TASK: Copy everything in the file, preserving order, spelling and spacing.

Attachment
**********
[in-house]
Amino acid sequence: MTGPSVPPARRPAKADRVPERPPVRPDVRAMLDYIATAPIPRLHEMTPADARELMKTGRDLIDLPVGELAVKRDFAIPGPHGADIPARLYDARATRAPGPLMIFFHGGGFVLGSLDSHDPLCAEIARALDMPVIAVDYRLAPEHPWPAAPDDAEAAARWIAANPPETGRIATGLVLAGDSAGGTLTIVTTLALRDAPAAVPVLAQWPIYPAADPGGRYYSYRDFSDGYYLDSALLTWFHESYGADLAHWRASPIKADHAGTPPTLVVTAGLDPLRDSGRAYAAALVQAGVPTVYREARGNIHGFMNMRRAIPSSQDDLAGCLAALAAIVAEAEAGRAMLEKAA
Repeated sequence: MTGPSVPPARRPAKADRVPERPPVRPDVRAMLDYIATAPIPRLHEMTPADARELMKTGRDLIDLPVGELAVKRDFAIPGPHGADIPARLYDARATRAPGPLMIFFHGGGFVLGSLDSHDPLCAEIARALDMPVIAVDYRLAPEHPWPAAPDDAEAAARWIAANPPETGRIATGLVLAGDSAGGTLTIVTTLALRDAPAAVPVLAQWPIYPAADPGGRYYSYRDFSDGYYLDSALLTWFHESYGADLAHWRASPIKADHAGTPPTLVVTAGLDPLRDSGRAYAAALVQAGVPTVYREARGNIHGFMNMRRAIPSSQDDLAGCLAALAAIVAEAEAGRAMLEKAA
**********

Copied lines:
[in-house]
Amino acid sequence: MTGPSVPPARRPAKADRVPERPPVRPDVRAMLDYIATAPIPRLHEMTPADARELMKTGRDLIDLPVGELAVKRDFAIPGPHGADIPARLYDARATRAPGPLMIFFHGGGFVLGSLDSHDPLCAEIARALDMPVIAVDYRLAPEHPWPAAPDDAEAAARWIAANPPETGRIATGLVLAGDSAGGTLTIVTTLALRDAPAAVPVLAQWPIYPAADPGGRYYSYRDFSDGYYLDSALLTWFHESYGADLAHWRASPIKADHAGTPPTLVVTAGLDPLRDSGRAYAAALVQAGVPTVYREARGNIHGFMNMRRAIPSSQDDLAGCLAALAAIVAEAEAGRAMLEKAA
Repeated sequence: MTGPSVPPARRPAKADRVPERPPVRPDVRAMLDYIATAPIPRLHEMTPADARELMKTGRDLIDLPVGELAVKRDFAIPGPHGADIPARLYDARATRAPGPLMIFFHGGGFVLGSLDSHDPLCAEIARALDMPVIAVDYRLAPEHPWPAAPDDAEAAARWIAANPPETGRIATGLVLAGDSAGGTLTIVTTLALRDAPAAVPVLAQWPIYPAADPGGRYYSYRDFSDGYYLDSALLTWFHESYGADLAHWRASPIKADHAGTPPTLVVTAGLDPLRDSGRAYAAALVQAGVPTVYREARGNIHGFMNMRRAIPSSQDDLAGCLAALAAIVAEAEAGRAMLEKAA